From the entrance lobby, one ascends via the stupendous Jordan Staircase, with its brilliant red carpets, marble, statues, and gilt, its surrounding walls dripping with ornamentation. From here, the State Rooms... the Throne Rooms, the Armorial Hall, the 1812 Gallery - each in its way a riot of decoration, chandeliers, drapes, statues, and, of course, paintings and priceless objets d’art. At the end of the 1812 Gallery, the Gros portrait of Napoleon on the Bridge at Arcole. From here, a stairway to the halls above, covering modern European art. Alas, several of these were closed preparatory to a move across the square to the General Staff building. Thus I did not see the important Picasso and Matisse works from the Shchukin and Morozov collections (about 50 paintings altogether), purchased by these philanthropists in the years prior to the First World War. But I did savour several works by Renoir (inter alia, Girl with a fan), Gauguin (several Tahitian studies), van Gogh, Cezanne (including Self Portrait), Monet (the wonderful fog-bound Waterloo Bridge). Two works by Kandinsky. A number of Rodin marbles. A powerful Bourdelle Beethoven. A floor lower, French and English paintings, many of them contemporary with Catherine II, some actually commissioned by her (such as Sextet - the Spanish Concert, by Vanloo - illustrating her passion for music). It was thrilling, standing before these late eighteenth century paintings, in this building, to wonder to what extent the rich tones of Jarnovic’s playing once echoed off any of these very canvasses: it is entirely possible that they did.


The Tsars’ Gallery is lined with vast portraits of the emperors and empresses of Russia from Peter I onwards, with a few of their significant siblings. Alongside is the Concert Hall, in which is the enormous St Alexander Nevsky Sarcophagus, made from 1.5 tonnes of silver! Beyond it, the Malachite Drawing Room, with its breathtaking view over the Neva, where the pilasters, fireplace, tables and knickknacks are all crafted from that lustrous green stone from the Urals which gives the room its name. It was here that Kerensky’s Provisional Government met rather grandly from July 1917; and it was in the adjoining White Dining Room that they were arrested during the October Revolution and the Storming of the Winter Palace.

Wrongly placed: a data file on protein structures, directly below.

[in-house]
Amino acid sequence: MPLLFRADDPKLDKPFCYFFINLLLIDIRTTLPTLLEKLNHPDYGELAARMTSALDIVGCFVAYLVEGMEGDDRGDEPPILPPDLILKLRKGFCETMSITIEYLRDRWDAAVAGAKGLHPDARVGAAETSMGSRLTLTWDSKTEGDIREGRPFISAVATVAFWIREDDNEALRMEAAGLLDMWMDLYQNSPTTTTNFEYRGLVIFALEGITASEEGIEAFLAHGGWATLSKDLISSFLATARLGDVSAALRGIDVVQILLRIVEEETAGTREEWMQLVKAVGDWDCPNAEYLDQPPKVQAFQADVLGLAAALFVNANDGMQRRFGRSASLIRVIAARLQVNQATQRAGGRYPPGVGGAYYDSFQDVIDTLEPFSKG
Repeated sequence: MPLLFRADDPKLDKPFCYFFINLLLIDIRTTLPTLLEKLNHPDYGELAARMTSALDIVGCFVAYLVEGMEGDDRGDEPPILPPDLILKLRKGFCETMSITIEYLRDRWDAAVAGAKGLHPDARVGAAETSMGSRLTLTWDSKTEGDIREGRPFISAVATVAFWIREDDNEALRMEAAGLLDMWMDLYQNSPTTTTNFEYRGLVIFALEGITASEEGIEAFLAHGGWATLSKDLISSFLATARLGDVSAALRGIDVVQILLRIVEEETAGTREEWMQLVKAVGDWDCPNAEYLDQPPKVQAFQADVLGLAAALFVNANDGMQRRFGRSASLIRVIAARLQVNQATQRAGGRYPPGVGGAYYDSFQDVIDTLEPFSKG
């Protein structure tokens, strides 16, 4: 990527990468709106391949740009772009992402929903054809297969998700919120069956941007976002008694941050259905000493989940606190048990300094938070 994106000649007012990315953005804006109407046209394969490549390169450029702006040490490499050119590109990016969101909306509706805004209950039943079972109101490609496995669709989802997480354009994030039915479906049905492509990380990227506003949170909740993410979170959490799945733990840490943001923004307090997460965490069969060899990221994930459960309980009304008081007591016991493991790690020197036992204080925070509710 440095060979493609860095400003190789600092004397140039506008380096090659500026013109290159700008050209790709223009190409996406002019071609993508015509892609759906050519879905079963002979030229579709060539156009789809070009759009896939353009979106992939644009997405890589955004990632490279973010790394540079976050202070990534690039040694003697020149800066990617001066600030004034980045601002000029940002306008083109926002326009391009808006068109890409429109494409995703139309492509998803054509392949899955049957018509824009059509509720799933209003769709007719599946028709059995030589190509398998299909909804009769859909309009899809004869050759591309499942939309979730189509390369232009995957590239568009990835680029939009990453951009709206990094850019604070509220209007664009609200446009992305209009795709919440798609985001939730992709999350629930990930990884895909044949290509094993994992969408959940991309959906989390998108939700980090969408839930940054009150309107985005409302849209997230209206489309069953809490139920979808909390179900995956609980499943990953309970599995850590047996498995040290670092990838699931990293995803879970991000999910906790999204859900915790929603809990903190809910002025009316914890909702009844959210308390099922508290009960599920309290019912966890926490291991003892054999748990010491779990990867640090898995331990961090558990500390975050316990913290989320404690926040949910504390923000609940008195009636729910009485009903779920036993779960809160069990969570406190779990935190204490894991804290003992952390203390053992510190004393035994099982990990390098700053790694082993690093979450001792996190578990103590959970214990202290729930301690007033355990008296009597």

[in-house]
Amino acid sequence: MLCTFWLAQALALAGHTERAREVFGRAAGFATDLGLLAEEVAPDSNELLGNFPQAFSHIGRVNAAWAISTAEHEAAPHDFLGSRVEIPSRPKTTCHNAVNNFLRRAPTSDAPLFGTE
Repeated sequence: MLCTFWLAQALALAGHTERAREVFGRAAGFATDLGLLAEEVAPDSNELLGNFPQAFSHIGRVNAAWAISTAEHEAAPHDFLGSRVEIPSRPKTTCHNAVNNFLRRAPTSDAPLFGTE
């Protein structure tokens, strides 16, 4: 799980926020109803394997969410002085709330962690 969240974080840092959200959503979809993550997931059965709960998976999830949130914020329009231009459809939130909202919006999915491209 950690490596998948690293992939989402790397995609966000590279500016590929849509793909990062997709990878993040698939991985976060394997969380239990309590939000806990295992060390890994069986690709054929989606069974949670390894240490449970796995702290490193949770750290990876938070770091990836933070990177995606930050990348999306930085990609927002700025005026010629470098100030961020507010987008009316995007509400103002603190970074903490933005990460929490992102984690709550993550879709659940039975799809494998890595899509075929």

There is an excellent website, with masses of digitised material from the collections - well worth looking at:


I purchased a book and video on the Hermitage, and a number of postcards featuring paintings; and then enjoyed a coffee and jam tart in the tearoom. Here there were internet terminals and I used the opportunity to send a message home.


When I emerged, trudging through the snow, it was already getting dark. Horses and two carriages outside in the Palace Square, shivering surely, hung around waiting for tourists - they probably do a roaring trade in summer, and must obviously get enough custom in winter to warrant such a frosty vigil.


Chaikovsky’s house, Gogol, and return to Dom kompozitorov


In view of the evening’s programme, I had planned to walk along Malaya Morskaya ulitsa, passing beneath the windows of the home of Chaikovsky, with other historical sites in the same block or two including Gogol’s house. Gogol developed a gloomy perspective on the city, declaring in The Government Inspector that here “everything breathes falsehood”. Feeling misunderstood and victimised, he left town. Gogol, who was an epileptic, was mistakenly buried alive in St Petersburg in 1852: when his grave was opened some years later, claw marks were found under the lid...).


Vladimir visited in the evening and was delighted that I had secured a ticket for the opera, and mentioned that he had laid on a programme of activities for the morning, and had arranged for a taxi to take us to the airport in the afternoon.